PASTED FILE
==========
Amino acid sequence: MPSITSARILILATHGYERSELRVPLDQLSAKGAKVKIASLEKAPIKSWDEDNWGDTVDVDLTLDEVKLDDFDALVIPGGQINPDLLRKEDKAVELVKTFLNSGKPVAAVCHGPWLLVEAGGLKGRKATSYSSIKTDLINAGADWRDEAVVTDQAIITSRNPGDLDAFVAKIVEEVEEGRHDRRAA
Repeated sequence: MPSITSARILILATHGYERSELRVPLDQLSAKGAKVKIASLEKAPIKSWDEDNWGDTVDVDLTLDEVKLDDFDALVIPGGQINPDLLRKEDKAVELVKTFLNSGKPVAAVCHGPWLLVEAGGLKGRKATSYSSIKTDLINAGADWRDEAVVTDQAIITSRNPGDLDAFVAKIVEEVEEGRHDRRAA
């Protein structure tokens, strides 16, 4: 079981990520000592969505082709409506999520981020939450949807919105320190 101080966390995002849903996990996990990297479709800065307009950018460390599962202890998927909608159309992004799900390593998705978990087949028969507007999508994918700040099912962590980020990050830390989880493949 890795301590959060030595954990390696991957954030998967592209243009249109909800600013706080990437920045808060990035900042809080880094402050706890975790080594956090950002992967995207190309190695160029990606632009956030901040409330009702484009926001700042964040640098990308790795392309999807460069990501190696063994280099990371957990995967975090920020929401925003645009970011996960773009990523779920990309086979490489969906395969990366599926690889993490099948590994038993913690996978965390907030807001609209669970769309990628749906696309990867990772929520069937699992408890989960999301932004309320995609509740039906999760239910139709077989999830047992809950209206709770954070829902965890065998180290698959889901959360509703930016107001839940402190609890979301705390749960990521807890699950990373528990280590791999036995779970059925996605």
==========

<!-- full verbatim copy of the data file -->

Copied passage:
Amino acid sequence: MPSITSARILILATHGYERSELRVPLDQLSAKGAKVKIASLEKAPIKSWDEDNWGDTVDVDLTLDEVKLDDFDALVIPGGQINPDLLRKEDKAVELVKTFLNSGKPVAAVCHGPWLLVEAGGLKGRKATSYSSIKTDLINAGADWRDEAVVTDQAIITSRNPGDLDAFVAKIVEEVEEGRHDRRAA
Repeated sequence: MPSITSARILILATHGYERSELRVPLDQLSAKGAKVKIASLEKAPIKSWDEDNWGDTVDVDLTLDEVKLDDFDALVIPGGQINPDLLRKEDKAVELVKTFLNSGKPVAAVCHGPWLLVEAGGLKGRKATSYSSIKTDLINAGADWRDEAVVTDQAIITSRNPGDLDAFVAKIVEEVEEGRHDRRAA
């Protein structure tokens, strides 16, 4: 079981990520000592969505082709409506999520981020939450949807919105320190 101080966390995002849903996990996990990297479709800065307009950018460390599962202890998927909608159309992004799900390593998705978990087949028969507007999508994918700040099912962590980020990050830390989880493949 890795301590959060030595954990390696991957954030998967592209243009249109909800600013706080990437920045808060990035900042809080880094402050706890975790080594956090950002992967995207190309190695160029990606632009956030901040409330009702484009926001700042964040640098990308790795392309999807460069990501190696063994280099990371957990995967975090920020929401925003645009970011996960773009990523779920990309086979490489969906395969990366599926690889993490099948590994038993913690996978965390907030807001609209669970769309990628749906696309990867990772929520069937699992408890989960999301932004309320995609509740039906999760239910139709077989999830047992809950209206709770954070829902965890065998180290698959889901959360509703930016107001839940402190609890979301705390749960990521807890699950990373528990280590791999036995779970059925996605």